How to create a 3D panorama of the battle of Borodino
Last year, Russia's victory in the Patriotic War of 1812 was celebrated. The battle of Borodino is considered its key event. But, unfortunately, there are very few high-quality presentation (graphic and video) materials on this topic on the Internet, and the information in written sources is contradictory. In contrast, for example, from the United States, where museum archives and historical data are actively digitized and laid out for public viewing.
To correct this misunderstanding, in October 2012 we created a 3D panorama of the Battle of Borodino as a gift for the memorable date. In fact, we made a photo reproduction of the famous panorama picture, and also drew the missing fragments, added sounds and tooltips so that the viewer could feel himself at the epicenter of events.
Specialists in 3D graphics can reasonably point out that this is not 3D at all, since all objects are flat. In this case, the term “3D panorama” is used as generally accepted in the industry, and, in general, roughly understood by advanced Internet users.
Photographing and gluing
At the very beginning, the photographer went to the museum and took 40 photographs in a circle. He was not allowed to take pictures from a tripod (and there was very little time for coordination before the onset of the festive moment, in addition, the idea was to present the work as a surprise), so he took pictures using improvised tools, which made gluing a little more difficult at the next stage, but overall the result was worthy.
Then, using the LightRoom editor in batch mode, basic color correction was carried out and the photos were converted from digital negatives to a format more suitable for work at the gluing stage.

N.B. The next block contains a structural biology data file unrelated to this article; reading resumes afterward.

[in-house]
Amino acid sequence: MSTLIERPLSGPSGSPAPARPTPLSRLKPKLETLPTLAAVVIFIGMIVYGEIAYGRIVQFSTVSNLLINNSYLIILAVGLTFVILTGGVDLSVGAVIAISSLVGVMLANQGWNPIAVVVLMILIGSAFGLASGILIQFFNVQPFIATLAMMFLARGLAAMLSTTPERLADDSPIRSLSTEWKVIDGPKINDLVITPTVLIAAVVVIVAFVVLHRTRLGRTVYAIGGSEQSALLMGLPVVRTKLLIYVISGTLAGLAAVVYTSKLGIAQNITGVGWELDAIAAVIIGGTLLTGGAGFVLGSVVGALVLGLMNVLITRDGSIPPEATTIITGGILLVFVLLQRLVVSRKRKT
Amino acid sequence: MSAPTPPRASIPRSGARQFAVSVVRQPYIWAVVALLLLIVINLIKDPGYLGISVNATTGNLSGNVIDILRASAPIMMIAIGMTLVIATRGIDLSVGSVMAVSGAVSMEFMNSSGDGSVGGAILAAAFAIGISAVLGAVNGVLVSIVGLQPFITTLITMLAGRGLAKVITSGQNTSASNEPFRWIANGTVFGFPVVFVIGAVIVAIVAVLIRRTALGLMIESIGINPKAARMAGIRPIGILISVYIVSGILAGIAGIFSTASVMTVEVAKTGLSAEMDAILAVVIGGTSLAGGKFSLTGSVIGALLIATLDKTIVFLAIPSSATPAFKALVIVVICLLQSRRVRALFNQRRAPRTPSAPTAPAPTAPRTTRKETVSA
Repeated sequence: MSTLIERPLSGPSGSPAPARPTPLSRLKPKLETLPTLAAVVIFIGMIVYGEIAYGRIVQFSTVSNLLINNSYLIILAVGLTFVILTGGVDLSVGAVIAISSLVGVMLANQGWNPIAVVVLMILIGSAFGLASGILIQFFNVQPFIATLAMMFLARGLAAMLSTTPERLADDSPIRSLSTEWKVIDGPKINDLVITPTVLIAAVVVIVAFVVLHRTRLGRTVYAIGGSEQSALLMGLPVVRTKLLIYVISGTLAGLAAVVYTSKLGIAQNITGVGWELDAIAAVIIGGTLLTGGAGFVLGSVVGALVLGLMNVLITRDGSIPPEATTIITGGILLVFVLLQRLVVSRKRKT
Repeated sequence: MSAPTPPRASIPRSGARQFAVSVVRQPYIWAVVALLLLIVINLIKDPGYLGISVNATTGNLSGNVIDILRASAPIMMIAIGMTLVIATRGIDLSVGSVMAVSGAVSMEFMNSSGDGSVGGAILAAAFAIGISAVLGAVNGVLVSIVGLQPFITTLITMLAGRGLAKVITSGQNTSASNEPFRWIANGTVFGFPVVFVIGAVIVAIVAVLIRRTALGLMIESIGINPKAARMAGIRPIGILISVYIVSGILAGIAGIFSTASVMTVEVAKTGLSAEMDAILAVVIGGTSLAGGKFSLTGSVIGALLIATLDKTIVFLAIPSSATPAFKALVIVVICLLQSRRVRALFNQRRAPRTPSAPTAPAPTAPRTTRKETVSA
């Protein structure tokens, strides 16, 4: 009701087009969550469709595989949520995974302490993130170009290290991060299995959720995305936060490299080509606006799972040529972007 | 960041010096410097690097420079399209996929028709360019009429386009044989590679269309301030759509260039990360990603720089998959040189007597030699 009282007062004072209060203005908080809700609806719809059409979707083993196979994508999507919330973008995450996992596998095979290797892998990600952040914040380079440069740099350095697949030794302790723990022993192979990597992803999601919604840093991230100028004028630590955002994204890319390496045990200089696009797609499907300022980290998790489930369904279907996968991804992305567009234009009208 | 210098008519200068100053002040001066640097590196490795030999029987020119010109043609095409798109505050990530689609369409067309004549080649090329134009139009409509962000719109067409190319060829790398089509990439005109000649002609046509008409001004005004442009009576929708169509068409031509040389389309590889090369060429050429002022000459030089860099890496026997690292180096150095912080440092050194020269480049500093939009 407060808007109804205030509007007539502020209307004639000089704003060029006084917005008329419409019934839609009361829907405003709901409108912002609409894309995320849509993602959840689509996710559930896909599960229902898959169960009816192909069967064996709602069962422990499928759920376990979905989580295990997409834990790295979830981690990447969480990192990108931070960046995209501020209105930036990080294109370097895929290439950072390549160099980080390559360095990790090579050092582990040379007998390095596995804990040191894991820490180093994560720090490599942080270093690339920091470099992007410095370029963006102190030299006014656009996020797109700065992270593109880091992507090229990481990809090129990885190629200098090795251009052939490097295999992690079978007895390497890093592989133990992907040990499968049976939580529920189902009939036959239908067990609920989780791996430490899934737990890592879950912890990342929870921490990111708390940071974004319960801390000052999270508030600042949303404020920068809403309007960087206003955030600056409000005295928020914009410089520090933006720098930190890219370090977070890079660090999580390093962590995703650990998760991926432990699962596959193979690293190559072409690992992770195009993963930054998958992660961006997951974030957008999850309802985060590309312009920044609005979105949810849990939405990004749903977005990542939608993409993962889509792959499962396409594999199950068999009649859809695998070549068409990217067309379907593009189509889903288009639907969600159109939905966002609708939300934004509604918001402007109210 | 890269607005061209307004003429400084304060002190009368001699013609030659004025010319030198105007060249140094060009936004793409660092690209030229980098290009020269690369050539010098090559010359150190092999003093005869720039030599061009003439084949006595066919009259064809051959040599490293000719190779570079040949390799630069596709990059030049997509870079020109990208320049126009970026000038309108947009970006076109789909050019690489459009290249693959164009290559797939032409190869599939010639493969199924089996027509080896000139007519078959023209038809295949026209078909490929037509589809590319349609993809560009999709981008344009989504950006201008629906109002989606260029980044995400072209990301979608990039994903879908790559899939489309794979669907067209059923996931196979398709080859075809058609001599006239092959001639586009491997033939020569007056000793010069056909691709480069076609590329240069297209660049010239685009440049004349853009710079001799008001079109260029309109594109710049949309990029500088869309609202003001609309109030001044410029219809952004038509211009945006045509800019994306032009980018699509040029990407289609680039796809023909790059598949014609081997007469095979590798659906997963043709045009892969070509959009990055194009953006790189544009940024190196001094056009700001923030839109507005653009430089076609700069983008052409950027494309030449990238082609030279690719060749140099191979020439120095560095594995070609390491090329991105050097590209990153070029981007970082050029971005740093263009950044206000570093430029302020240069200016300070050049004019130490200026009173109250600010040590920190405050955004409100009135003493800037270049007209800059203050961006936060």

For gluing photos in a single row, the PTGUI program was used. Built-in algorithms automatically placed the photos in the right places, but due to the fact that the photos were taken without a tripod and at different unpredictable angles, some joints between the glued photos turned out to be of poor quality, and I had to manually set the control points for gluing the photos, but the result is still not was perfect. In the end, some joints had to be corrected in Photoshop (at later stages).
The dimensions of the glued image are impressive. It became noticeable that the computer used at that moment could hardly cope with such volumes of calculations.
Earth and sky
The generated image was imported into Photoshop, and the most difficult was to draw the sky and the earth.
Everything was simple with the sky - since it contains almost no information, the upper half was flooded with the background color, after which clouds, birds and smoke were drawn using the “stamp” tool.
But with the ground it was much more complicated. Firstly, the earth was a huge number of details and textures that needed to be drawn, which in itself under the external simplicity of the picture for the viewer hides a huge amount of work for the artist.
And secondly, it was required that after gluing the panorama into a 3D sphere or square, the fragments on the opposite parts of the image would stick together seamlessly.
Green color shows the areas that had to be finished.
At first, the earth, by analogy with the sky, was roughly painted over with a stamp tool, and then objects and textures from various sources were gradually added.
For the convenience of working with objects, the picture was converted using the Pano2VR program into a cubic projection, in which, unlike the equidistant one, there are no strong distortions, only six flat squares that can be operated like with ordinary flat photographs.
Here’s what’s about to happen with clouds, if you draw them without taking into account distortions in an equidistant projection, and then upload the image to the 3D panorama viewer and look at the sky:
Therefore, for convenience, the image was converted to a cubic projection (the illustration below shows the projection with the drawn heaven and earth):